Richard Mora has some advice for CFOs doing their first IPO: sometimes it’s better to be lucky than smart. Mora, the 53-year-old CFO of Numerical Technologies Inc. (NumeriTech), in San Jose, Calif., should know. During his first IPO 13 years ago as CFO of HHB Systems, the company’s IPO clearinghouse check came through on October 16, 1987–the Friday before Black Monday. “It’s a good thing we didn’t wait another day,” laughs Mora.
Since then, Mora has become one of the rare and sought-after breed of CFO with a string of IPOs under his belt–four in 13 years at last count. Things have gone more smoothly since his first experience. Today, Mora makes going public look like “taking a walk in the park,” says Y.C. (“Buno”) Pati, 36, CEO of NumeriTech, which IPO’d in April.
“I think one of the reasons I have been able to do four IPOs in a row is that after the first one, you get the pick of opportunities out there,” says Mora.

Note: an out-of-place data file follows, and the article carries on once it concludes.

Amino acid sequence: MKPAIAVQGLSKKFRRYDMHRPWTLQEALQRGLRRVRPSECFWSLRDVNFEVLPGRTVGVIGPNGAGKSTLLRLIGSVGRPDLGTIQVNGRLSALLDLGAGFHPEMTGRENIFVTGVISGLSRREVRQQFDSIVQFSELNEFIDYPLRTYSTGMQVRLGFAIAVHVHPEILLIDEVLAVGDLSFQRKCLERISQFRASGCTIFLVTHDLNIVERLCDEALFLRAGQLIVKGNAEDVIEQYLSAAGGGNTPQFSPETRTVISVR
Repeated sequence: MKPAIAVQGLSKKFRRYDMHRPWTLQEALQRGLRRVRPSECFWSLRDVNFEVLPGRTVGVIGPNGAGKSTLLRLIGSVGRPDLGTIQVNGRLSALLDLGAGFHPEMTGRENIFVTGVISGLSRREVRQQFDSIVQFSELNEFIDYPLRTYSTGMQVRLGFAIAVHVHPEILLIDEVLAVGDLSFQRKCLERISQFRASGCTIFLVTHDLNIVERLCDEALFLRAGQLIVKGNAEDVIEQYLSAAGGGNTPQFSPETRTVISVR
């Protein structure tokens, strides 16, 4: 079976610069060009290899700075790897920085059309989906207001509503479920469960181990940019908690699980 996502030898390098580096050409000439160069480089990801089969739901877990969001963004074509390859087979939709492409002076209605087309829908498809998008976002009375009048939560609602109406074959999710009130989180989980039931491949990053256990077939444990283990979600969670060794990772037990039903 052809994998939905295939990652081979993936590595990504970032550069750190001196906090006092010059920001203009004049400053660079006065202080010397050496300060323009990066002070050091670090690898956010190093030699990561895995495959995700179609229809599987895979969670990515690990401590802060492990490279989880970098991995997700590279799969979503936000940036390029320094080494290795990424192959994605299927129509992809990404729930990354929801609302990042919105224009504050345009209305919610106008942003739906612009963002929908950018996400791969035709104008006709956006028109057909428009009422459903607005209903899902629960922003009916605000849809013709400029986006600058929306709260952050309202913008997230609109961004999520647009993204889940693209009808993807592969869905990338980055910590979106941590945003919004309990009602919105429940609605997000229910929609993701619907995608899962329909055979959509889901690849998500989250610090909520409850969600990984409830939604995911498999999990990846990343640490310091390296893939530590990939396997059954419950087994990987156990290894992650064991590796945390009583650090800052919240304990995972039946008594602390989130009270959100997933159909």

The IPO at NumeriTech “is just an amazing story,” says John Barr, an analyst at Needham & Co., in New York. The company had no CFO until it hired Mora in May 1999. “He made sure all the numbers were in order, put systems into place, and then did an acquisition.” In fact, Transcription Enterprises Inc. was acquired just eight days before Mora filed for an IPO.
Mora’s “IPO master” status is another in a long line of accomplishments–the child of onetime migrant farm workers, and a former professional boxer, Mora passed up a chance to spend his Vietnam service in the ring in order to study electronics at Navy radar school. Then, he spent nine years at Price Waterhouse, where he says he got his IPO acumen.
Bank one’s talent search.
Citigroup Inc. has become a veritable ATM of executive talent for Jamie Dimon, chairman of Bank One Corp. Last month, Dimon tapped his old friend Charles Scharf, CFO of Citigroup’s corporate and investment bank, to become the new CFO at Bank One. He replaces Robert Roshalt, who resigned May 1. Scharf will see some familiar faces at his new employer: other ex-Citigroup players include Michael Cavanagh, former chief administrative officer at Citigroup’s Salomon Smith Barney Europe division, who joined Bank One in May as SVP of strategy and planning. Also joining Dimon is William Campbell, former co-leader of Citigroup’s global consumer business unit, who consults with Bank One on technology and planning matters.